Recently, the CMS Collaboration has presented results of a first search for new bottomonium states, with the main focus on the \(X_b\), decaying to \(\Upsilon (1S)\pi ^+\pi ^-\). The search is based on a data sample corresponding to an integrated luminosity of 20.7 \(\mathrm{fb}^{-1}\) at \(\sqrt{s} = 8\) TeV [44]. No evidence for the \(X_b\) is found, and the upper limit at a confidence level of 95 % on the product of the production cross section of the \(X_b\) and the decay branching fraction of \(X_b\rightarrow \Upsilon (1S)\pi ^+\pi ^-\) has been set to be
$$\begin{aligned} \frac{\sigma (pp\rightarrow X_b\rightarrow \Upsilon (1S)\pi ^+\pi ^-)}{\sigma (pp\rightarrow \Upsilon (2S)\rightarrow \Upsilon (1S)\pi ^+\pi ^-)} < (0.009, 0.054),\nonumber \\ \end{aligned}$$
where the range corresponds to the variation of the \(X_b\) mass from 10 to 11 GeV.
Using the current experimental data on the \(\sigma (pp\rightarrow \Upsilon (2S))\), we can convert the above ratio into the cross section which can be directly compared with our results. Since the masses of the \(\Upsilon (2S)\) and \(X_b\) are not very different, it may be a good approximation to assume that the ratio given in Eq. (15) is insensitive to kinematic cuts. Using the CMS measurement in Reference [45]:
$$\begin{aligned}&\sigma (pp\rightarrow \Upsilon (2S) ) \mathcal{B}(\Upsilon (2S)\rightarrow \mu ^+\mu ^-) \nonumber \\&\quad = (2.21\pm 0.03^{+0.16}_{-0.14}\pm 0.09)~\mathrm{nb}, \end{aligned}$$
with the cuts \(p_T< 50\) GeV and \(|y|<2.4\) for the \(\Upsilon (2S)\), we get
$$\begin{aligned}&\sigma (pp\rightarrow X_b ) \mathcal{B}(X_b\rightarrow \Upsilon (1S) \pi ^+\pi ^-)\nonumber \\&\quad < (0.18, 1.11)~\mathrm{nb}. \end{aligned}$$
Taking into account theoretical errors, our estimate for the cross section \(\sigma (pp\rightarrow X_b )\) is
$$\begin{aligned} \sigma (pp\rightarrow X_b )\sim \left\{ \begin{array} {c} (1.8, 14)~\mathrm{nb}\;\;\;\;\;\mathrm{for~Herwig,}\\ (3.6, 27)~\mathrm{nb}\;\;\;\mathrm{for~Pythia.} \end{array}\right. \end{aligned}$$
However, since the branching ratio \(\mathcal{B}(X_b\rightarrow \Upsilon (1S)\pi ^+\pi ^-)\) is expected to be tiny because of isospin breaking (see below), our result given in Eq. (18) is consistent with the CMS upper bound in Eq. (17).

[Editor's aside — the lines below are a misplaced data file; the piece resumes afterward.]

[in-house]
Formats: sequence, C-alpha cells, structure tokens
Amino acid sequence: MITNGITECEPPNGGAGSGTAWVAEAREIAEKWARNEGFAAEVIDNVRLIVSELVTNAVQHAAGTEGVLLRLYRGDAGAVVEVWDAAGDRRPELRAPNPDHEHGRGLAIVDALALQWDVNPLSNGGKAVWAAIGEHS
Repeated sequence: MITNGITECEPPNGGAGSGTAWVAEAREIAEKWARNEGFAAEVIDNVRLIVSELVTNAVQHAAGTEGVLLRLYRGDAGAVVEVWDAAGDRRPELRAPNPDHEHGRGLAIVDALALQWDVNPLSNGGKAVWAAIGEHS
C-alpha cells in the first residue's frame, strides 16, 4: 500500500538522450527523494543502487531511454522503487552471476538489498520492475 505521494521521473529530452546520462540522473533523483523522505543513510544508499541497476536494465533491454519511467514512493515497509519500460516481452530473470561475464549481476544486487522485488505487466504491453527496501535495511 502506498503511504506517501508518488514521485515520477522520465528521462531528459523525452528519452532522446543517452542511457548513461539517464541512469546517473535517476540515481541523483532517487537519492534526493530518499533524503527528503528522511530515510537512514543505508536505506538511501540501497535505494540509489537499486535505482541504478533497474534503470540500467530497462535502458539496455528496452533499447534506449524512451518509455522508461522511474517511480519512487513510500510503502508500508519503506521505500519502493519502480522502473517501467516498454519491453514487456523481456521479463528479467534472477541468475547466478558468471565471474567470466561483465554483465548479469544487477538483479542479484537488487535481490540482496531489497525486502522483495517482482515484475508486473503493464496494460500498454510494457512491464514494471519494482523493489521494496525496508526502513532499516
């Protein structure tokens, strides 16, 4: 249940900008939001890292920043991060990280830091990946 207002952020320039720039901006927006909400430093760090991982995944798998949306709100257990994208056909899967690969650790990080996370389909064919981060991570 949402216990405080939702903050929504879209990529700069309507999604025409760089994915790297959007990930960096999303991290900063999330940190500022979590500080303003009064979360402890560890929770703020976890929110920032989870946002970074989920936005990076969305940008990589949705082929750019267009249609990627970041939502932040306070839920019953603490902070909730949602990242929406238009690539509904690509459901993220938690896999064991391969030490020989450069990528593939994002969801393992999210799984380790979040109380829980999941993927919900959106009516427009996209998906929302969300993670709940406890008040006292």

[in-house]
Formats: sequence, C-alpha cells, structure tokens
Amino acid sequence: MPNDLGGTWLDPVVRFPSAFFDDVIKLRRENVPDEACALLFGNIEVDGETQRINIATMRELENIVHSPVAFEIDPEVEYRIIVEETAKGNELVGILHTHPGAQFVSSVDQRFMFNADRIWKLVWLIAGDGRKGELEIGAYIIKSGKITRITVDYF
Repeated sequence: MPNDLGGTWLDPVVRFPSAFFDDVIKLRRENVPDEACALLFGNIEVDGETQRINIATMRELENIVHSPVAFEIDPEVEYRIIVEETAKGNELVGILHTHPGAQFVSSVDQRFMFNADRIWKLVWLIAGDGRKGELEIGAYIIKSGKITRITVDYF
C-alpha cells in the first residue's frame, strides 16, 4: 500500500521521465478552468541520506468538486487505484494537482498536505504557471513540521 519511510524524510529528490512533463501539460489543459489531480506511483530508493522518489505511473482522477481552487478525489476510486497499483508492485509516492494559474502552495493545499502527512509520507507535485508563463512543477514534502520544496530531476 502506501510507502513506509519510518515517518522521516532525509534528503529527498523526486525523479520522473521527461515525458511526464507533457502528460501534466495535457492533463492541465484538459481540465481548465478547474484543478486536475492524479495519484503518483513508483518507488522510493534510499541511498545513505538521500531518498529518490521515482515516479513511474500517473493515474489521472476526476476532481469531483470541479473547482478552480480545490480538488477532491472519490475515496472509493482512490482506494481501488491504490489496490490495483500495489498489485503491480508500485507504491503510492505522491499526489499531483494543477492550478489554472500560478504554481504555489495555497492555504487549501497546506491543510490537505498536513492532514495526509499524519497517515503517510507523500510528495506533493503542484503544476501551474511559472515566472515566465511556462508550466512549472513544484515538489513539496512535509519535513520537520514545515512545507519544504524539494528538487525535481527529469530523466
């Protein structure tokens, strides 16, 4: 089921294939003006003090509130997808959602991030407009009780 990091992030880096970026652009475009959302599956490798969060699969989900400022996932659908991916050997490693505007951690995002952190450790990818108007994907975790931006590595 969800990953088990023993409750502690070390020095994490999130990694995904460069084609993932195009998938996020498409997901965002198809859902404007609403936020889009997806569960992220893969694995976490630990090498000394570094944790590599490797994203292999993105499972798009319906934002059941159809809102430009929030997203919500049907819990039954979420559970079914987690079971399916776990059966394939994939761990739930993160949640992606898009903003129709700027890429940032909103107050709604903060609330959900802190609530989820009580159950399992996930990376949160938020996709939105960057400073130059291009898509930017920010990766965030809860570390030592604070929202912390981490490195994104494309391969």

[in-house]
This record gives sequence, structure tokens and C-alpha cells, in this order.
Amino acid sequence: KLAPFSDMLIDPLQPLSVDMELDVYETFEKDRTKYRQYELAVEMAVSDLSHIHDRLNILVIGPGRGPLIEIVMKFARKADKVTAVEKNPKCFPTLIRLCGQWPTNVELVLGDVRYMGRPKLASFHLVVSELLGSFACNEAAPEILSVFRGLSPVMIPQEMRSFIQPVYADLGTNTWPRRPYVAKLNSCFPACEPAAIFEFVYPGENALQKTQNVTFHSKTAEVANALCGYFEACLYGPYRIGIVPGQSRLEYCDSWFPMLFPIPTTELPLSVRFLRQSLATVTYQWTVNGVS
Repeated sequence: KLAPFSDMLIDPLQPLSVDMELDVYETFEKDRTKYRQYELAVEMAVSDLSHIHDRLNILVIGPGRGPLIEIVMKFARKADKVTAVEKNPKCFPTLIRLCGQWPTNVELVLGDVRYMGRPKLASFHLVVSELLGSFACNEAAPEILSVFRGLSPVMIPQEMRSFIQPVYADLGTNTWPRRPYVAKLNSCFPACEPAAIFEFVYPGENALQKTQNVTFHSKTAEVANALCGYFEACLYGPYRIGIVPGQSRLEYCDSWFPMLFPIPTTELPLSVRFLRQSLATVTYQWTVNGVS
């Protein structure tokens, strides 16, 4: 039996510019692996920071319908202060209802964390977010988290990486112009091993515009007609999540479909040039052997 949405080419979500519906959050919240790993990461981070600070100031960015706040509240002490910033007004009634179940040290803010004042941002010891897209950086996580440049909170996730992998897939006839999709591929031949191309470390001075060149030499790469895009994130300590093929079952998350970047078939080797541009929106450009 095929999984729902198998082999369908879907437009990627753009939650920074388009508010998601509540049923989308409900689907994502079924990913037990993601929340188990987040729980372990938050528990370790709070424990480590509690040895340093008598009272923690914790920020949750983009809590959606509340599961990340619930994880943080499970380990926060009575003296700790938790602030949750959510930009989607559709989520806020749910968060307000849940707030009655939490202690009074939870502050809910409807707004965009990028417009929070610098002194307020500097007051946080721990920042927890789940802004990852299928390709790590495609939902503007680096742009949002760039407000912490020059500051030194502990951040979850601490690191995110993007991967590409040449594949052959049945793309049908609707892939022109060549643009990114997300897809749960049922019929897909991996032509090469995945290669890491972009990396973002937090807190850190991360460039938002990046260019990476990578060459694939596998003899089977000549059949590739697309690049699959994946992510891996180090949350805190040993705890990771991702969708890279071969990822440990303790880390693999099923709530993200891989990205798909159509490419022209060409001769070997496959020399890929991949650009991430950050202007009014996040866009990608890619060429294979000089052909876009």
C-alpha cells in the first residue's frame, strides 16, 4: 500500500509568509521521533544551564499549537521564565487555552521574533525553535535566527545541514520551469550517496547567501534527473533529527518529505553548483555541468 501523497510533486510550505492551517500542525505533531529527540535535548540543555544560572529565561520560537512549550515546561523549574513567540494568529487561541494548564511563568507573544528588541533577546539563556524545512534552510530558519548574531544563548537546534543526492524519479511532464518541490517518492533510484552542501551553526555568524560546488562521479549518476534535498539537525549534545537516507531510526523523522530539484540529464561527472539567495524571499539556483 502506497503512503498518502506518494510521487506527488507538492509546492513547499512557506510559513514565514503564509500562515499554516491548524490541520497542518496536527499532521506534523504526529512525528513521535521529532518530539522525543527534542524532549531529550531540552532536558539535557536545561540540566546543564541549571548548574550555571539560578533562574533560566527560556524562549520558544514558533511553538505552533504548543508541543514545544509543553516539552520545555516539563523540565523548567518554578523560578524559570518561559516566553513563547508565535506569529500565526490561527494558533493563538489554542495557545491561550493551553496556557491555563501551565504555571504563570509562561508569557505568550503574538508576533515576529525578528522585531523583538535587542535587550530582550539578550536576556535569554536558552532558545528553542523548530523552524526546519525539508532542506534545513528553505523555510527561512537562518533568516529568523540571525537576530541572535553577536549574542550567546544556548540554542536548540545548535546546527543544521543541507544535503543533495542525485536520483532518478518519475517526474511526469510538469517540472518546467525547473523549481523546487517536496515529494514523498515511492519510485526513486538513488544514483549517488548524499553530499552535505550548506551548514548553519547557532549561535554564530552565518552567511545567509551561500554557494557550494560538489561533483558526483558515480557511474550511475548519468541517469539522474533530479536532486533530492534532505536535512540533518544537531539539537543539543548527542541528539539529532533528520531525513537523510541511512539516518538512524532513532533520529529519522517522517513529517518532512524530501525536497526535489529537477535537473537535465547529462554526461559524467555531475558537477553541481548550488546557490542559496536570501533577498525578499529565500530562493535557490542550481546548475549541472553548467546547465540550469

As already discussed in the Introduction, \(X_b\) and \(X_{b2}\) are isosinglets. In contrast to \(X(3872)\), the isospin breaking decays of these two states will be heavily suppressed. Thus, one shall not simply make an analogy to \(X(3872)\rightarrow J/\psi \pi ^+\pi ^-\) and attempt to search for \(X_b\) in the \(\Upsilon (1S,2S,3S)\pi ^+\pi ^-\) channels, as the isospin of the \(\Upsilon (1S,2S,3S)\pi ^+\pi ^-\) systems is one when the quantum numbers are \(J^{PC}\!=\!1^{++}\). This could be the reason for the negative search result by the CMS Collaboration [44]. Possible channels which can be used to search for \(X_b\) and \(X_{b2}\) include the \(\Upsilon (nS)\gamma \,(n=1,2,3)\), \(\Upsilon (1S)\pi ^+\pi ^-\pi ^0\) and \(\chi _{bJ}\pi ^+\pi ^-\). The \(X_{b2}\) can also decay into \(B\bar{B}\) in a \(D\)-wave, and the decays of \(X_{c2}\) are similar to those of \(X_{b2}\) with the bottom being replaced by its charm analog. The isospin breaking decay \(X_{c2}\rightarrow J/\psi \pi ^+\pi ^-\) through an intermediate \(\rho \) meson should be largely suppressed compared with the decay of \(X(3872)\) into the same particles because the mass of \(X_{c2} \) is about 140 MeV higher than that of \(X(3872) \), and the phase-space difference between \(J/\psi \rho \) and \(J/\psi \omega \) becomes negligible.

Compared with the pionic decays, \(\Upsilon (nS)\gamma \,(n=1,2,3)\) final states are advantageous because no pion needs to be disentangled from the combinatorial background. The disadvantage is the low efficiency in reconstructing a photon at hadron colliders. Since the \(X(3872)\) meson has a sizable partial decay width into \(J/\psi \gamma \) [8],
$$\begin{aligned} \mathcal{B}(X(3872)\rightarrow \gamma J/\psi ) > 6\times 10^{-3}, \end{aligned}$$
presumably the branching ratio for \(X_b\rightarrow \gamma \Upsilon \) is of this order; see Reference [46] for an estimate. If so, the cross section for \(pp\rightarrow X_b\rightarrow \gamma \Upsilon (1S)\rightarrow \gamma \mu ^+\mu ^-\) is of \(\mathcal{O}(10~\text {fb})\) or even larger when summing up \(\Upsilon (1S,2S,3S)\). Since the CMS and ATLAS Collaborations have accumulated more than 20 fb\(^{-1}\) data [47, 48], we expect at least a few hundred events. Less events will be collected at the LHCb detector due to a smaller integrated luminosity, \(\mathcal{O}(3~\mathrm{fb}^{-1})\) [49]. Nevertheless, the future prospect is bright since a data sample of about \(3{,}000~\mathrm{fb}^{-1}\), will be collected, for instance, by ATLAS after the upgrade [50].